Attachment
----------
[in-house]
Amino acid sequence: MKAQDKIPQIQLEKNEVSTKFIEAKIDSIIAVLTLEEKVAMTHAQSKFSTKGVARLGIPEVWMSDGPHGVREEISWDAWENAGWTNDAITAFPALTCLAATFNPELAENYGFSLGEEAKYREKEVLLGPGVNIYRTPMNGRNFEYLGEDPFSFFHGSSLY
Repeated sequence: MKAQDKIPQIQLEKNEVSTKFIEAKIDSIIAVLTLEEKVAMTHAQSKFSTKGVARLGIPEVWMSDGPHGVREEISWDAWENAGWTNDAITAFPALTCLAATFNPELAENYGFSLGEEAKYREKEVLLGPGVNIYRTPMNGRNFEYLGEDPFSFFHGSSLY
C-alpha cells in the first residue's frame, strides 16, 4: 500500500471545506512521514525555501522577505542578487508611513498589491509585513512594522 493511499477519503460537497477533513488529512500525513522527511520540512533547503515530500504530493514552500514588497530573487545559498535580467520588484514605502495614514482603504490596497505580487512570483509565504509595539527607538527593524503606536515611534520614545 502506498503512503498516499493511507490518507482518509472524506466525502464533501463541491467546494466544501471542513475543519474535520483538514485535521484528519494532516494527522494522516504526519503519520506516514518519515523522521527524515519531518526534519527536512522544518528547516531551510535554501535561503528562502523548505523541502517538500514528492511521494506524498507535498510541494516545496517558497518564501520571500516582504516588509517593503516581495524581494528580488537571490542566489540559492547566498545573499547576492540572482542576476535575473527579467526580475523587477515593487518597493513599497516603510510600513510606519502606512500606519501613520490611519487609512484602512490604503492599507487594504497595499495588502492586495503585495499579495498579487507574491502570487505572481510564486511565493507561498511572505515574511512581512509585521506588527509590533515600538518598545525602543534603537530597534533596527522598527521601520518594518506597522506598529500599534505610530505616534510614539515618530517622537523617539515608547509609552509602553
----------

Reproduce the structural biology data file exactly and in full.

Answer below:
[in-house]
Amino acid sequence: MKAQDKIPQIQLEKNEVSTKFIEAKIDSIIAVLTLEEKVAMTHAQSKFSTKGVARLGIPEVWMSDGPHGVREEISWDAWENAGWTNDAITAFPALTCLAATFNPELAENYGFSLGEEAKYREKEVLLGPGVNIYRTPMNGRNFEYLGEDPFSFFHGSSLY
Repeated sequence: MKAQDKIPQIQLEKNEVSTKFIEAKIDSIIAVLTLEEKVAMTHAQSKFSTKGVARLGIPEVWMSDGPHGVREEISWDAWENAGWTNDAITAFPALTCLAATFNPELAENYGFSLGEEAKYREKEVLLGPGVNIYRTPMNGRNFEYLGEDPFSFFHGSSLY
C-alpha cells in the first residue's frame, strides 16, 4: 500500500471545506512521514525555501522577505542578487508611513498589491509585513512594522 493511499477519503460537497477533513488529512500525513522527511520540512533547503515530500504530493514552500514588497530573487545559498535580467520588484514605502495614514482603504490596497505580487512570483509565504509595539527607538527593524503606536515611534520614545 502506498503512503498516499493511507490518507482518509472524506466525502464533501463541491467546494466544501471542513475543519474535520483538514485535521484528519494532516494527522494522516504526519503519520506516514518519515523522521527524515519531518526534519527536512522544518528547516531551510535554501535561503528562502523548505523541502517538500514528492511521494506524498507535498510541494516545496517558497518564501520571500516582504516588509517593503516581495524581494528580488537571490542566489540559492547566498545573499547576492540572482542576476535575473527579467526580475523587477515593487518597493513599497516603510510600513510606519502606512500606519501613520490611519487609512484602512490604503492599507487594504497595499495588502492586495503585495499579495498579487507574491502570487505572481510564486511565493507561498511572505515574511512581512509585521506588527509590533515600538518598545525602543534603537530597534533596527522598527521601520518594518506597522506598529500599534505610530505616534510614539515618530517622537523617539515608547509609552509602553